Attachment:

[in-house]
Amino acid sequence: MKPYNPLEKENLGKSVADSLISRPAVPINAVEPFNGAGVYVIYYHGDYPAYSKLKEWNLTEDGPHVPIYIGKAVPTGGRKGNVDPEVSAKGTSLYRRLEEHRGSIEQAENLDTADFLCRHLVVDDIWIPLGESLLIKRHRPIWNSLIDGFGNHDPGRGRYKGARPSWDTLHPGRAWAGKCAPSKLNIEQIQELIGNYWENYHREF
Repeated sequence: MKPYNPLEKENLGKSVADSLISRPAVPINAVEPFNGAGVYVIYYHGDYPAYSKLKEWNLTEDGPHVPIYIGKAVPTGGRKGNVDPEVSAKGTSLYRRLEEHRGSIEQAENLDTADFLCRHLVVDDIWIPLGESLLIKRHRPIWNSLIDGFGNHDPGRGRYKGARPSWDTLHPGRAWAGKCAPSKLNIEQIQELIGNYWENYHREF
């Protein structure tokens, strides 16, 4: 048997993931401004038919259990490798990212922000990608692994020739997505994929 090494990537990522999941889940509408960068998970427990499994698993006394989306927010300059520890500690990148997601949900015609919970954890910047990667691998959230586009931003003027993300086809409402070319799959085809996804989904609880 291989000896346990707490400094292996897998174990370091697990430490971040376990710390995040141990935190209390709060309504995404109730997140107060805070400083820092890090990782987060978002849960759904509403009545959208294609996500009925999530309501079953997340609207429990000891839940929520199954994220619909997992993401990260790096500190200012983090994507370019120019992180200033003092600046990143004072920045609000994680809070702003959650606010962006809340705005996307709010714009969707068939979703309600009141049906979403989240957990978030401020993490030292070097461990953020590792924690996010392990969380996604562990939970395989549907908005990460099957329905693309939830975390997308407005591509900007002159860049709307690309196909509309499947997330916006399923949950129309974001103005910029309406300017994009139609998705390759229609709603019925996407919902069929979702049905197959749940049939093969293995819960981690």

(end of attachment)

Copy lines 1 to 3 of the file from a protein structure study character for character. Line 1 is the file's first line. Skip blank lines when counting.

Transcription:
[in-house]
Amino acid sequence: MKPYNPLEKENLGKSVADSLISRPAVPINAVEPFNGAGVYVIYYHGDYPAYSKLKEWNLTEDGPHVPIYIGKAVPTGGRKGNVDPEVSAKGTSLYRRLEEHRGSIEQAENLDTADFLCRHLVVDDIWIPLGESLLIKRHRPIWNSLIDGFGNHDPGRGRYKGARPSWDTLHPGRAWAGKCAPSKLNIEQIQELIGNYWENYHREF
Repeated sequence: MKPYNPLEKENLGKSVADSLISRPAVPINAVEPFNGAGVYVIYYHGDYPAYSKLKEWNLTEDGPHVPIYIGKAVPTGGRKGNVDPEVSAKGTSLYRRLEEHRGSIEQAENLDTADFLCRHLVVDDIWIPLGESLLIKRHRPIWNSLIDGFGNHDPGRGRYKGARPSWDTLHPGRAWAGKCAPSKLNIEQIQELIGNYWENYHREF